How is it different to the other types of therapy that you have taken part in?
It’s very open, very relaxed. It’s just a calm environment. It’s not structured like a therapy session. Here, it’s like here’s a paint technique, take what you like from it. I really liked that freedom – the military is really structured, so there was a big sense of freedom and expression in contrast to that. Being able to write alongside the art was also great – a lot of therapists talk about using journaling as a form of self-soothing, but having someone actually teach you how to use different forms of poetry is unique, especially when it goes alongside your art. You’re also in a group of people with very similar experiences so it’s completely judgment-free. You get to take off your uniform and just be a real person.
I’m sure you know that the instructor of the class, Kim Nguyen, recently won a prize for her work. Tell me about your experience of being taught by her.
Kim is a great instructor – she made learning the techniques extremely easy and always offered constructive encouragement. She was always appreciative of what we produced rather than being critical. The fact that she comes here out of her own time to help us says a lot about her. She’s welcome and open to everybody. She was really good about sharing her own art too, and telling us about her won art. She really connected to us an artist not just an instructor.
Are you interested in looking at art as well as making it?
I took art history classes in college, so it’s something that I’ve always loved. But making it myself has made me love it even more. Now when I look at a painting I’m not just thinking about the era and history, but the techniques involved and how they got there. I appreciate art more from an artists’ perspective.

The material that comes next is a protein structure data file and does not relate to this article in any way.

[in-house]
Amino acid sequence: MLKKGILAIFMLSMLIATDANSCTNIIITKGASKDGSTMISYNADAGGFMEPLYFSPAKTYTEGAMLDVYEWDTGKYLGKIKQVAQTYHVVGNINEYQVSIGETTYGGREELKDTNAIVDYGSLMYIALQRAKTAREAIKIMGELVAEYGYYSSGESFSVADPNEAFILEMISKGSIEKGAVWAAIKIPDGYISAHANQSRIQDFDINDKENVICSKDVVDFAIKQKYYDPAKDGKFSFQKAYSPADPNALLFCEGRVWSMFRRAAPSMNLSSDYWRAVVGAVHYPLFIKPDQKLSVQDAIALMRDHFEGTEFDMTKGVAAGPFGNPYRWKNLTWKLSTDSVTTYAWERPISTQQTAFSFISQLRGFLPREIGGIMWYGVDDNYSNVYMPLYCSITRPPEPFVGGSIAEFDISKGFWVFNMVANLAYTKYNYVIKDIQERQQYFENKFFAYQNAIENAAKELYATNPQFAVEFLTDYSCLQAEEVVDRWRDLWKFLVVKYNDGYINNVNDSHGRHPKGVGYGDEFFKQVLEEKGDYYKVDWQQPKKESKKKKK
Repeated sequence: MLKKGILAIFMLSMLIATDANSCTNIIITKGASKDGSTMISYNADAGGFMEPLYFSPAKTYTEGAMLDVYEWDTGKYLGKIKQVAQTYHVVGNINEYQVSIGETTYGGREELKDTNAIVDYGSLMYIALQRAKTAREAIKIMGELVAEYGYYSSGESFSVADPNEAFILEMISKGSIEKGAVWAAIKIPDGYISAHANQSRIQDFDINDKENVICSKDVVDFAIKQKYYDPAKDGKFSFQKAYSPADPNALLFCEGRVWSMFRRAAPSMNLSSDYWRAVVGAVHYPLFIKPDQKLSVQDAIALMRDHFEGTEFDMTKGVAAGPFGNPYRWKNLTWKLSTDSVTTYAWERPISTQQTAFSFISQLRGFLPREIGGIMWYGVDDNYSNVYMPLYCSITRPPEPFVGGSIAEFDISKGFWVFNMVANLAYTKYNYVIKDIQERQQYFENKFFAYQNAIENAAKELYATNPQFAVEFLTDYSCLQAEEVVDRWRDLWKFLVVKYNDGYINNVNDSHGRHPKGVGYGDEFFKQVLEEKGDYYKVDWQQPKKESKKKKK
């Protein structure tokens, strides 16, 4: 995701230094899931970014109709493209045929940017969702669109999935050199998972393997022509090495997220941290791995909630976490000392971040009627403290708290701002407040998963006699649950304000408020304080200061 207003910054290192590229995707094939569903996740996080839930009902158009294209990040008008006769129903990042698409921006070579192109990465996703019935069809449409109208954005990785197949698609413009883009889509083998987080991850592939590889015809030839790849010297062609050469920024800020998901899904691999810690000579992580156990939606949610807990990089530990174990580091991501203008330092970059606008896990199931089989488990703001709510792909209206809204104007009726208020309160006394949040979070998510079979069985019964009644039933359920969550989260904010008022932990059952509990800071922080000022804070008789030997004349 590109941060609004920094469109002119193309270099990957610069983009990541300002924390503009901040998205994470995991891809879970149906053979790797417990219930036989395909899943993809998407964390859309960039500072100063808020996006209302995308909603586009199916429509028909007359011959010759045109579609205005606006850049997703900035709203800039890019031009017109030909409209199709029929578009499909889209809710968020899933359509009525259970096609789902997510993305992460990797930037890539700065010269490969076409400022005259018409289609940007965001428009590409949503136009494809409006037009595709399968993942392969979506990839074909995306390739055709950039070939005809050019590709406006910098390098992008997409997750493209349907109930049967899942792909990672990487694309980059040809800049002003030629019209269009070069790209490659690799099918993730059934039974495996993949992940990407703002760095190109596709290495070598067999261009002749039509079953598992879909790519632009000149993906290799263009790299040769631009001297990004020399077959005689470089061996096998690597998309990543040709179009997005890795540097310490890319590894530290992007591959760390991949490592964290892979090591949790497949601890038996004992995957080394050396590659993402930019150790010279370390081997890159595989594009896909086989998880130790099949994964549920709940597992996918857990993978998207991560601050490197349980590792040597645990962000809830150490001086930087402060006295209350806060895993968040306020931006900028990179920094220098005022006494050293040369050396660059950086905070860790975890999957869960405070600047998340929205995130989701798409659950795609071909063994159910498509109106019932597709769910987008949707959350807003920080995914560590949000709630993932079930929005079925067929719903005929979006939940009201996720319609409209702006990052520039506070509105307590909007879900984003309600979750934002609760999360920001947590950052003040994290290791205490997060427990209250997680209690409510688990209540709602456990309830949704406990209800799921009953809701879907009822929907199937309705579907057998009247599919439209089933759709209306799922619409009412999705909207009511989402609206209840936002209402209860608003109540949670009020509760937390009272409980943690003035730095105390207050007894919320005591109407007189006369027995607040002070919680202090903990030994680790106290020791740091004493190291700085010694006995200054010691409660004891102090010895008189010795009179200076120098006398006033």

What’s next for you?
I’m going to grad school in Oregon to get my master’s in public health. This art class has also made me want to take art classes when I’m back. Now I want to try all different kinds of art.
How do you think you could persuade people who don’t see the military and art as two things that naturally go together to take this class?
I think it’s more about breaking down the stereotype that art makes you soft. Instead, art makes you express yourself. It makes you strong because you are creating something from nothing. Lots of people in the military are very talented and artistic – there’s a ton of people who’d enjoy this class. It needs to move from something that’s extra-curricular to something that’s incorporated into the army. I think outreach would be great to make it open to more soldiers. Because the title is artistic healing, it is associated with wounded warriors. In fact there are lots of people in the army with different forms of anxiety and PTSD that would benefit so much from taking these art classes.
One of things I actually enjoyed the most was that we could come into this arts center and feel like a real person, not just a soldier. You don’t have to be in a uniform which felt huge. There’s no yes sir, no sir – you can just be who you are and enjoy it.